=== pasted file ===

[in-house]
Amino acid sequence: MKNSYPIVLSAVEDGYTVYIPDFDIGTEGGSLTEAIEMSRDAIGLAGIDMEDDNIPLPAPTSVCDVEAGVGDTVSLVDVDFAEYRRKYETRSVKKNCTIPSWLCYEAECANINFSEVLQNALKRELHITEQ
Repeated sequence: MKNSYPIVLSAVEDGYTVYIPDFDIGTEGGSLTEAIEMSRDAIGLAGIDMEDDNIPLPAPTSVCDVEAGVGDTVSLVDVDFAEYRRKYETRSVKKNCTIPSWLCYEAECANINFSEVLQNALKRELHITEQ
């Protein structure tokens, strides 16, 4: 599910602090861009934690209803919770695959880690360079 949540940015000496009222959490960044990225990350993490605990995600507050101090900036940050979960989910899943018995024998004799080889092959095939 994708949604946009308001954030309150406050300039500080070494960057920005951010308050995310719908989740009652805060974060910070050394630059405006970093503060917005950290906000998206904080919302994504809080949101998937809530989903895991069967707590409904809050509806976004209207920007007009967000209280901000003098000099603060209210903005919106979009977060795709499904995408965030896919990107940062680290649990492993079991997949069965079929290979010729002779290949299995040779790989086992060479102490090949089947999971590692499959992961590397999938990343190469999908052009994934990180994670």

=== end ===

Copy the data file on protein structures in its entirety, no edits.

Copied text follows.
[in-house]
Amino acid sequence: MKNSYPIVLSAVEDGYTVYIPDFDIGTEGGSLTEAIEMSRDAIGLAGIDMEDDNIPLPAPTSVCDVEAGVGDTVSLVDVDFAEYRRKYETRSVKKNCTIPSWLCYEAECANINFSEVLQNALKRELHITEQ
Repeated sequence: MKNSYPIVLSAVEDGYTVYIPDFDIGTEGGSLTEAIEMSRDAIGLAGIDMEDDNIPLPAPTSVCDVEAGVGDTVSLVDVDFAEYRRKYETRSVKKNCTIPSWLCYEAECANINFSEVLQNALKRELHITEQ
């Protein structure tokens, strides 16, 4: 599910602090861009934690209803919770695959880690360079 949540940015000496009222959490960044990225990350993490605990995600507050101090900036940050979960989910899943018995024998004799080889092959095939 994708949604946009308001954030309150406050300039500080070494960057920005951010308050995310719908989740009652805060974060910070050394630059405006970093503060917005950290906000998206904080919302994504809080949101998937809530989903895991069967707590409904809050509806976004209207920007007009967000209280901000003098000099603060209210903005919106979009977060795709499904995408965030896919990107940062680290649990492993079991997949069965079929290979010729002779290949299995040779790989086992060479102490090949089947999971590692499959992961590397999938990343190469999908052009994934990180994670």